Our experience selling to Opendoor was a mixed bag. In general, the offer was actually more than we had expected considering comparable sales of identical units over the previous 6 months. Opendoor's offer was actually more than 10% above the highest sale in the last 6 months of an identical floorplan. That sounds awesome until you get into the rest of the details.
What they like to advertise is that you don't pay a commission. While this is absolutely true, what they do charge is service fees in the 5.5% - 6% range which is as much as you would pay the realtors in commissions and you still have to pay title company fees just like in a traditional sale. So, in that case you really save nothing and possibly pay a bit more than a traditional sale.
Repairs: Well that's a bit of a joke. They take a 10-15 minute video tour of the property and determine what repairs were required. In our case they said it was $4,638.22. This is an oddly specific number, but they do not provide any form of details on how they arrived at that number, but in the end if the net sale price is what you are looking to get, just ignore this as a cost of doing business. Our property was 100% turn-key ready (painted, carpet clean & serviceable, everything in perfect working order) as it was a rental and we had prepared it for putting it on the rental market before Opendoor sent us an e-mail that made our eyes pop. It would have been interesting to see what they would have asked for in terms of repairs if the property was not turn-key ready.
Where things fall apart is primarily with communications and details. The Opendoor advisor assigned was not very responsive to questions and would always tell you they'd get right on it, but you'd have to continue to bug them to actually get an answer. After going through the video tour, they say they will deliver a final offer within 48 hours. In our case, after a week and continuing to press for where the final offer was, I got a different advisor who told me that they had lost the video tour and we'd have to do it again.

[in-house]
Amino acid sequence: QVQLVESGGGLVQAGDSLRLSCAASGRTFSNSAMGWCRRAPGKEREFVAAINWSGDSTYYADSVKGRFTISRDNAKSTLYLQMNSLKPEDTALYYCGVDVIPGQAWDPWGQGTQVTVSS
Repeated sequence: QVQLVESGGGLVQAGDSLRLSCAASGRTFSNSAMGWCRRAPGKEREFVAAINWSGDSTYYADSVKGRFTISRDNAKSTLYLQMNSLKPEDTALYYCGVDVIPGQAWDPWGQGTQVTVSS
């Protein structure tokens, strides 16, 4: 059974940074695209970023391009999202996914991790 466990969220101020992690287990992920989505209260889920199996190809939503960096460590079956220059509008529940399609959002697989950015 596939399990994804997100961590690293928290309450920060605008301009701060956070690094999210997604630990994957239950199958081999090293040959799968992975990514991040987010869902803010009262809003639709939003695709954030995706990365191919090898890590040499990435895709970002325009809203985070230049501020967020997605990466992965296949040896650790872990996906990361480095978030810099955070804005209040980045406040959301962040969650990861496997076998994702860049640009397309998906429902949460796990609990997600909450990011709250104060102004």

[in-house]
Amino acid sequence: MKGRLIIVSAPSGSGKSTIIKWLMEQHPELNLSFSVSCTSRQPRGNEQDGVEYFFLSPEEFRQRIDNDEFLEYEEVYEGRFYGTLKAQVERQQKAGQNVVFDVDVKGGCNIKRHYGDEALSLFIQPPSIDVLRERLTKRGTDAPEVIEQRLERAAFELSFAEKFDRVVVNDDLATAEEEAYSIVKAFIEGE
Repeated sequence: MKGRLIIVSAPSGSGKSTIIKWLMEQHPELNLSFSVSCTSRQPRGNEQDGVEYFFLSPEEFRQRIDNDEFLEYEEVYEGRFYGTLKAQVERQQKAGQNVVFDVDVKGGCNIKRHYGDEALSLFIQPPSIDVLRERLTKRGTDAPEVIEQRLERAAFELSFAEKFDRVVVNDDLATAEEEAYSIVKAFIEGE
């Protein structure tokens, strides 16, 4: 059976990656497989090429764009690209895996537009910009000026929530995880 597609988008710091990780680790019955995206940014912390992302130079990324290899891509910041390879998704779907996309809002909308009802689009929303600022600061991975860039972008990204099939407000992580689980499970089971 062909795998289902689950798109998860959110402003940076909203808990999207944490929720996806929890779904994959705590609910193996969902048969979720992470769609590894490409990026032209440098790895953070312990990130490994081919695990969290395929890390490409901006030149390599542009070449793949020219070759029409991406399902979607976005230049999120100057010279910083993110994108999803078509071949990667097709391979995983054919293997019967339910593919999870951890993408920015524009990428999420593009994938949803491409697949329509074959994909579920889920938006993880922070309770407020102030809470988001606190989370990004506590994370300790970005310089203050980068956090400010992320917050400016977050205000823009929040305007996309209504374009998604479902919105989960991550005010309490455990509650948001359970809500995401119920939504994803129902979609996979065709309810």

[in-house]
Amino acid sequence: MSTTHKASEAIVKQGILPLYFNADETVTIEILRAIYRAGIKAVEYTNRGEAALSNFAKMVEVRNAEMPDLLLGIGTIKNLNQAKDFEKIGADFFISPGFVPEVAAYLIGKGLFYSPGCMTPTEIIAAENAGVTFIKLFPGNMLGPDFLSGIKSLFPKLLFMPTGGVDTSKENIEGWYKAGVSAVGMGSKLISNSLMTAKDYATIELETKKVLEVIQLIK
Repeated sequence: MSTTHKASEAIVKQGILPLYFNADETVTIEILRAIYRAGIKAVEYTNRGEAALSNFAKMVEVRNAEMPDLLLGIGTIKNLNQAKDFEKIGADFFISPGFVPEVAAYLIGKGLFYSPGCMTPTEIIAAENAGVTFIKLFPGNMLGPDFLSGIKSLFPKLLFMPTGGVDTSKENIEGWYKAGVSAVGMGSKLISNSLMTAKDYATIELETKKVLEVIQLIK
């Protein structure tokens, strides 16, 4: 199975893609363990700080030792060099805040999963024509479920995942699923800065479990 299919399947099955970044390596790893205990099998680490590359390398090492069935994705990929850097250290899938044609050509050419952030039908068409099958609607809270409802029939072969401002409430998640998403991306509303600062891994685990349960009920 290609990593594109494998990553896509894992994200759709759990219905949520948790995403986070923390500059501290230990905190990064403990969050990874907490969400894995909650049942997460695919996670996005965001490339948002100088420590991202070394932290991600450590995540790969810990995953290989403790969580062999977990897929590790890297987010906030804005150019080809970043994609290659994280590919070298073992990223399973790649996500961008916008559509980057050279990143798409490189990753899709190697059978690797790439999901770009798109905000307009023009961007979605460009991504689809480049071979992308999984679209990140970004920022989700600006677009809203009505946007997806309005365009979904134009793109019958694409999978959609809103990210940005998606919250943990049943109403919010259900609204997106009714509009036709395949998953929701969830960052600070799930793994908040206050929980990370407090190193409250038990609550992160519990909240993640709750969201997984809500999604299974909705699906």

So, we had to start all over to schedule and complete the video tour and get the offer. Once all the details came in, we got down to business and signed the contract. Then the advisor just dumped the entire thing on the title company. The title company is the coordinator, but not the buyer. As questions came up, it was difficult to get answers from Opendoor. The draft settlement statement was trying to withhold $800 for HOA dues even though they got the HOA letter showing all fees paid and current. Then they tried to hold an additional $500 for final water bill, even though the HOA pays the water and there is no liability. The only way I could get Opendoor to respond is to refuse to close unless they corrected the statement. Yes, eventually you would get the money withheld back, but frankly it is a pain to deal with and what if they decide they aren't giving it back? How much would you have to spend to fight it?
If you are in a time crunch, they say they can close in as little at 14 days. That is an utter impossibility with their process and title partner OSNational. Since our property was vacant, we wanted to close as soon as possible to minimize our costs of holding a vacant unit. Opendoor never waited on us for any response to any needs and the process took 6 weeks. A week of that was lost to them "losing" the first video walkthrough, but even after the 2nd one it took an additional 5 weeks. The final week and ½ of delay was due to the title company failing to order HOA letters in a timely manner and then attempting to charge us nearly $600 in extra rush fees because of their failure to order them until 48 hours before closing. While that really was the title company’s fubar, Opendoor did nothing to help and it was their chosen partner for closing.
Ultimately we did close, albeit late, and we did get the price we wanted with somewhat less uncertainty, but much more hassle and stress than a traditional sale. I will note that I believe that we did close in 6 weeks only due to the fact that I was pressuring them every step of the way.
Will we use them again? Well, if they offer us 10% over market again, sure. If they make an average offer, we wouldn’t due to the added stress and involvement required to get the job done in a timely fashion.